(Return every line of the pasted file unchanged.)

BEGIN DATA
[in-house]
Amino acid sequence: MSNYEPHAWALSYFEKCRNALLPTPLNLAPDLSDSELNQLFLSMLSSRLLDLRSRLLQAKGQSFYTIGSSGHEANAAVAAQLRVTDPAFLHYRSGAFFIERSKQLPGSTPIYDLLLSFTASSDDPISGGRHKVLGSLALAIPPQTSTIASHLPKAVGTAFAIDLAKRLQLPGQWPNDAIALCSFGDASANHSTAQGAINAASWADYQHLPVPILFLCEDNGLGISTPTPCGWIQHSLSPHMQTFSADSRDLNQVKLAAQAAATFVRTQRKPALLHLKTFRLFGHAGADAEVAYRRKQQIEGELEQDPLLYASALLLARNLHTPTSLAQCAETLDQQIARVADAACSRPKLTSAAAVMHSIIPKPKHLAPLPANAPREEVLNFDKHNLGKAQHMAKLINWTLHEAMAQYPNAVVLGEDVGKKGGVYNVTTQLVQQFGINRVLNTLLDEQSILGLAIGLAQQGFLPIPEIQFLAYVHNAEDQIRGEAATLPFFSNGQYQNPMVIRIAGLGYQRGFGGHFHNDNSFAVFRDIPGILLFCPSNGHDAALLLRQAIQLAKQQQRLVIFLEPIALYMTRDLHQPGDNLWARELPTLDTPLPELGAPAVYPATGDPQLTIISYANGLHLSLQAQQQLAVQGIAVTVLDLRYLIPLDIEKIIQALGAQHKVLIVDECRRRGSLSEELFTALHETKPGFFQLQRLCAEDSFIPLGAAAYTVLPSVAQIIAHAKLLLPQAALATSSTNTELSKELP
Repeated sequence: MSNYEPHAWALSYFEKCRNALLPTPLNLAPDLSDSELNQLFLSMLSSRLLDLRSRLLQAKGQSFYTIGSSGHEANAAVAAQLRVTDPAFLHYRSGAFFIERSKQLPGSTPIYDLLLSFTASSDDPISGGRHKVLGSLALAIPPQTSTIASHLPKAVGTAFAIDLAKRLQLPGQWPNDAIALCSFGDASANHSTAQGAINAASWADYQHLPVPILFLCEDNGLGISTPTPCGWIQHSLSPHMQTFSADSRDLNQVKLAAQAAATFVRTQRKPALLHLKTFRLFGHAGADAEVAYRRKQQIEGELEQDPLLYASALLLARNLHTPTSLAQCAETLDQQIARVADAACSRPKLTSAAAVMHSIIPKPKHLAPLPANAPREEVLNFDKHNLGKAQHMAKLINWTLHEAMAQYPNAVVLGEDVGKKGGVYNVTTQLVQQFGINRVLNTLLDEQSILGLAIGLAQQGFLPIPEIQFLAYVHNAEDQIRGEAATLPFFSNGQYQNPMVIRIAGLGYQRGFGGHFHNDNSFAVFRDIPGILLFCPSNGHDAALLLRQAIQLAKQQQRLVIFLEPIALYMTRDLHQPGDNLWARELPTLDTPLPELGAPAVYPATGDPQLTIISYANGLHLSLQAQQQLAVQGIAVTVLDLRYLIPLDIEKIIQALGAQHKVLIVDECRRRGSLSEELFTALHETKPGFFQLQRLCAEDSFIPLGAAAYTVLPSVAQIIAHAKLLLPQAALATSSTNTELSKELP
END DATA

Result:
[in-house]
Amino acid sequence: MSNYEPHAWALSYFEKCRNALLPTPLNLAPDLSDSELNQLFLSMLSSRLLDLRSRLLQAKGQSFYTIGSSGHEANAAVAAQLRVTDPAFLHYRSGAFFIERSKQLPGSTPIYDLLLSFTASSDDPISGGRHKVLGSLALAIPPQTSTIASHLPKAVGTAFAIDLAKRLQLPGQWPNDAIALCSFGDASANHSTAQGAINAASWADYQHLPVPILFLCEDNGLGISTPTPCGWIQHSLSPHMQTFSADSRDLNQVKLAAQAAATFVRTQRKPALLHLKTFRLFGHAGADAEVAYRRKQQIEGELEQDPLLYASALLLARNLHTPTSLAQCAETLDQQIARVADAACSRPKLTSAAAVMHSIIPKPKHLAPLPANAPREEVLNFDKHNLGKAQHMAKLINWTLHEAMAQYPNAVVLGEDVGKKGGVYNVTTQLVQQFGINRVLNTLLDEQSILGLAIGLAQQGFLPIPEIQFLAYVHNAEDQIRGEAATLPFFSNGQYQNPMVIRIAGLGYQRGFGGHFHNDNSFAVFRDIPGILLFCPSNGHDAALLLRQAIQLAKQQQRLVIFLEPIALYMTRDLHQPGDNLWARELPTLDTPLPELGAPAVYPATGDPQLTIISYANGLHLSLQAQQQLAVQGIAVTVLDLRYLIPLDIEKIIQALGAQHKVLIVDECRRRGSLSEELFTALHETKPGFFQLQRLCAEDSFIPLGAAAYTVLPSVAQIIAHAKLLLPQAALATSSTNTELSKELP
Repeated sequence: MSNYEPHAWALSYFEKCRNALLPTPLNLAPDLSDSELNQLFLSMLSSRLLDLRSRLLQAKGQSFYTIGSSGHEANAAVAAQLRVTDPAFLHYRSGAFFIERSKQLPGSTPIYDLLLSFTASSDDPISGGRHKVLGSLALAIPPQTSTIASHLPKAVGTAFAIDLAKRLQLPGQWPNDAIALCSFGDASANHSTAQGAINAASWADYQHLPVPILFLCEDNGLGISTPTPCGWIQHSLSPHMQTFSADSRDLNQVKLAAQAAATFVRTQRKPALLHLKTFRLFGHAGADAEVAYRRKQQIEGELEQDPLLYASALLLARNLHTPTSLAQCAETLDQQIARVADAACSRPKLTSAAAVMHSIIPKPKHLAPLPANAPREEVLNFDKHNLGKAQHMAKLINWTLHEAMAQYPNAVVLGEDVGKKGGVYNVTTQLVQQFGINRVLNTLLDEQSILGLAIGLAQQGFLPIPEIQFLAYVHNAEDQIRGEAATLPFFSNGQYQNPMVIRIAGLGYQRGFGGHFHNDNSFAVFRDIPGILLFCPSNGHDAALLLRQAIQLAKQQQRLVIFLEPIALYMTRDLHQPGDNLWARELPTLDTPLPELGAPAVYPATGDPQLTIISYANGLHLSLQAQQQLAVQGIAVTVLDLRYLIPLDIEKIIQALGAQHKVLIVDECRRRGSLSEELFTALHETKPGFFQLQRLCAEDSFIPLGAAAYTVLPSVAQIIAHAKLLLPQAALATSSTNTELSKELP